Reports from Mariel were dismal. Refugees said the harbor had turned into a police state. At gun point, the vessel Atlantis was ordered to take 354 refugees with only 80 lifejackets aboard. The CGC Dallas responded to a call for help and escorted the fishing vessel to Station Key West.

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Migrants aboard the M/V El Dorado as they prepare to dock at the processing station in Key West, Fla. USCG photo.

In early June, the Coast Guard Commandant requested and received presidential permission to call up reservists for up to six weeks. This landmark move seamlessly integrated the work of reservists, active duty and auxiliarists. By June 30, 600 Coast Guard Reservists had been called-up from throughout the nation.

Many express satisfaction at having been part of this humanitarian mission.

“Any time there is humanitarian need on the water, the Coast Guard is there,” said CAPT Allen Thompson, now commanding officer at MSO Tampa. “And the best practices we used at Mariel are still employed today. You saw faces with every human emotion — joy, desperation, and relief at coming to the United States,” he said, reflecting upon the Mariel experience. “For us, it wasn’t a political situation, our focus was purely on humanitarian issues and some law enforcement.”

Decker echoed those sentiments.

“To a young lieutenant junior grade, my focus was upon rescuing people and boats in distress,” said Decker. “It was both exhausting and exhilarating to be involved in such a huge international incident.”

The Mariel Boatlift was the quintessential Coast Guard evolution. It was a multi-mission, high-tempo operation that included maritime safety, law enforcement, environmental management, humanitarianism and national security missions while relying upon every each working component.

“We learned how to pre-plan setting up resources, what indicators might arise to show another exodus might occur, and how to manage command and control of operations,” said Decker.

Said President Carter, “Over 100,000 Cubans have come to our shores in a spontaneous and dramatic expression of their faith in freedom, of their desire to escape the oppressive Castro regime, and a desire to reunite long-separated families.”

As Castro realized the international press had shifted attention away from the Cuban exodus and toward the United States, he began to send criminals, high-risk patients and the mentally ill to our shores. The INS detained prisoners, further straining federal resources.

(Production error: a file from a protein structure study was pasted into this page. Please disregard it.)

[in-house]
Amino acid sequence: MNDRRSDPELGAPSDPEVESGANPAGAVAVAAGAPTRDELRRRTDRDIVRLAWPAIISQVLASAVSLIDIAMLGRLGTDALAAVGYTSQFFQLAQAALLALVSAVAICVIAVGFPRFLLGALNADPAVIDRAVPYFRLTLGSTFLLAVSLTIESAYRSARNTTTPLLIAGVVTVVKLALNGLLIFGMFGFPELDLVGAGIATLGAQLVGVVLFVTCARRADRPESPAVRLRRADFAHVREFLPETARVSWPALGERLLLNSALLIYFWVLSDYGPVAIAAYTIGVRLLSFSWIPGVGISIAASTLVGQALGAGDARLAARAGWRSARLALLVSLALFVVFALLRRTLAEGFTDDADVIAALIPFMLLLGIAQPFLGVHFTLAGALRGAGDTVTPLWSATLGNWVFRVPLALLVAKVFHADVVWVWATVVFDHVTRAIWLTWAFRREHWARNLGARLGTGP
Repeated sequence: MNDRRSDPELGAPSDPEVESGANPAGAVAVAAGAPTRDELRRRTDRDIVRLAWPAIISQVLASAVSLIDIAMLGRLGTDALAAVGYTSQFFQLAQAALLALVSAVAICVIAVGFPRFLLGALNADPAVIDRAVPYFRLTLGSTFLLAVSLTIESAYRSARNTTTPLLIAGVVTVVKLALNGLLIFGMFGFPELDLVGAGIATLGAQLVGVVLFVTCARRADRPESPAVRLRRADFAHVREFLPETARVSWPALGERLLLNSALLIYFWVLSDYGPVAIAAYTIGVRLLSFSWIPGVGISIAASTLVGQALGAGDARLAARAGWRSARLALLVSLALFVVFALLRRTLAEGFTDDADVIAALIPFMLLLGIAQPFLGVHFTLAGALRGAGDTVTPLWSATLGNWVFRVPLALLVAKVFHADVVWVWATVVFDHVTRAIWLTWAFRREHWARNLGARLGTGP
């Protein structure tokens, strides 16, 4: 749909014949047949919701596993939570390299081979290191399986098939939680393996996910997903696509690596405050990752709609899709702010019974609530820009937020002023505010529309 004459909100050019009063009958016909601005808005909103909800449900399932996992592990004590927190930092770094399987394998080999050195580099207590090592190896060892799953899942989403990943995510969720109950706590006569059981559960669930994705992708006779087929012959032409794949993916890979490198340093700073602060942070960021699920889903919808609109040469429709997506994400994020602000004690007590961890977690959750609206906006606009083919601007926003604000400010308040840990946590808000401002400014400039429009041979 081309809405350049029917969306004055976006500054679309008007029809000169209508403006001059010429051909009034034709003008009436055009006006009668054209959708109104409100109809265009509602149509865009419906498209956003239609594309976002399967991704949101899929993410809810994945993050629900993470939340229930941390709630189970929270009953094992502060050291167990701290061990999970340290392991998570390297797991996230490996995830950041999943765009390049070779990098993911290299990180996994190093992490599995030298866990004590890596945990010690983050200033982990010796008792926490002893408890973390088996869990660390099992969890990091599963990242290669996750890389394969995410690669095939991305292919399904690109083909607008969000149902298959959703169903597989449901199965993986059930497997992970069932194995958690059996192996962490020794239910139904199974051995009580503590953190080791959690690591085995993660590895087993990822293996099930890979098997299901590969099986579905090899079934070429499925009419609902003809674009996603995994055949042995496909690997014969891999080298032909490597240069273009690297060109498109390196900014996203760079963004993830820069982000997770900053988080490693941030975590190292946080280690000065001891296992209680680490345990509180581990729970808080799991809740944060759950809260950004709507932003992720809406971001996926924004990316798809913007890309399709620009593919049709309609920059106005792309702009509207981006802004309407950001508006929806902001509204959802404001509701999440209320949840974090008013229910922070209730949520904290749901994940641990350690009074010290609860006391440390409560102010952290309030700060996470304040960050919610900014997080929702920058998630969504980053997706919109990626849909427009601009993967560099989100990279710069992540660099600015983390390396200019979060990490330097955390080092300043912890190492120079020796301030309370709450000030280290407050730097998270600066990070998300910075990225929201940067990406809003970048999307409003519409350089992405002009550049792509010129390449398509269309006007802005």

“There is evidence that the Cuban government exported these undesirable elements to the United States in a calculated effort to support a propaganda contention that all of those Cubans who have come to this country are undesirable,” said Carter in 1980.

The state of Florida was especially taxed as the exodus reached a crescendo in 1980. Even today, lingering reminders of the Boatlift remain. Many Marielitos have become productive U.S. citizens — one even joined the Coast Guard for a stint. But the criminals and mentally ill patients Castro sent to U.S. shores was an unprecedented act by a Third World country. In 1987, at Oakdale, La., Cuban refugees set the Detention Center ablaze. Hostages were taken and Cuban prisoners at the Atlanta penitentiary repeated the scene as they set the prison ablaze and took 75 guards and employees hostage. More than 10,500 Marielitos were convicted of crimes — more than one hundred of them for homicide.

Each time deportation of these particular Marielitos was negotiated, the reaction was severe including fires, rioting and the murder of hostages.

But for the men and women of the U.S. Coast Guard, the Mariel Boatlift remains the most dramatic international event involving thousands of hours worked, the largest call-up of reservists in peacetime, and an extraordinary challenge on our U.S. Coast Guard resources.

 

Ed’s note: PA3 Silverstein has been a freelance writer for the Tampa Tribune for three years. She also has a public relations consulting business and is a volunteer for the Mayor’s Public Art Committee and local Education Foundation.